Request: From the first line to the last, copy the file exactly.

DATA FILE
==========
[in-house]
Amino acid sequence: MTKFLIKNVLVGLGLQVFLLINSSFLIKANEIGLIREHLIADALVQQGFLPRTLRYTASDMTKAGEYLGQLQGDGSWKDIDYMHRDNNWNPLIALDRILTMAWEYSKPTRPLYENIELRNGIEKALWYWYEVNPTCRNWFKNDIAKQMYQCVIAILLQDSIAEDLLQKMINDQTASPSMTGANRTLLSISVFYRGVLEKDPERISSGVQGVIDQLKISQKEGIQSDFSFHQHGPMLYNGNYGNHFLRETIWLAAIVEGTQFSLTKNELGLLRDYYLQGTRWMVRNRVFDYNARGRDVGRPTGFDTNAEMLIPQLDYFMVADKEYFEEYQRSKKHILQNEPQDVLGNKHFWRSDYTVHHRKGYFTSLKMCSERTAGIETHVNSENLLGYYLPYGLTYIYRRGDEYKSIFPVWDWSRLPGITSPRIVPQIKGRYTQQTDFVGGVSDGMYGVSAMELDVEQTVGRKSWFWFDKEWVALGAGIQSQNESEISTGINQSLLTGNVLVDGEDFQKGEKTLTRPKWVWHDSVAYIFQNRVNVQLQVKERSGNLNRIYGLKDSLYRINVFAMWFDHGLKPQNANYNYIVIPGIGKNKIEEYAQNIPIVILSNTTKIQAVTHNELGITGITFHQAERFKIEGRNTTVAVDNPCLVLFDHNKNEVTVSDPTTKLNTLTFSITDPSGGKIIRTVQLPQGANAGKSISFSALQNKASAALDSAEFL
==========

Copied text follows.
[in-house]
Amino acid sequence: MTKFLIKNVLVGLGLQVFLLINSSFLIKANEIGLIREHLIADALVQQGFLPRTLRYTASDMTKAGEYLGQLQGDGSWKDIDYMHRDNNWNPLIALDRILTMAWEYSKPTRPLYENIELRNGIEKALWYWYEVNPTCRNWFKNDIAKQMYQCVIAILLQDSIAEDLLQKMINDQTASPSMTGANRTLLSISVFYRGVLEKDPERISSGVQGVIDQLKISQKEGIQSDFSFHQHGPMLYNGNYGNHFLRETIWLAAIVEGTQFSLTKNELGLLRDYYLQGTRWMVRNRVFDYNARGRDVGRPTGFDTNAEMLIPQLDYFMVADKEYFEEYQRSKKHILQNEPQDVLGNKHFWRSDYTVHHRKGYFTSLKMCSERTAGIETHVNSENLLGYYLPYGLTYIYRRGDEYKSIFPVWDWSRLPGITSPRIVPQIKGRYTQQTDFVGGVSDGMYGVSAMELDVEQTVGRKSWFWFDKEWVALGAGIQSQNESEISTGINQSLLTGNVLVDGEDFQKGEKTLTRPKWVWHDSVAYIFQNRVNVQLQVKERSGNLNRIYGLKDSLYRINVFAMWFDHGLKPQNANYNYIVIPGIGKNKIEEYAQNIPIVILSNTTKIQAVTHNELGITGITFHQAERFKIEGRNTTVAVDNPCLVLFDHNKNEVTVSDPTTKLNTLTFSITDPSGGKIIRTVQLPQGANAGKSISFSALQNKASAALDSAEFL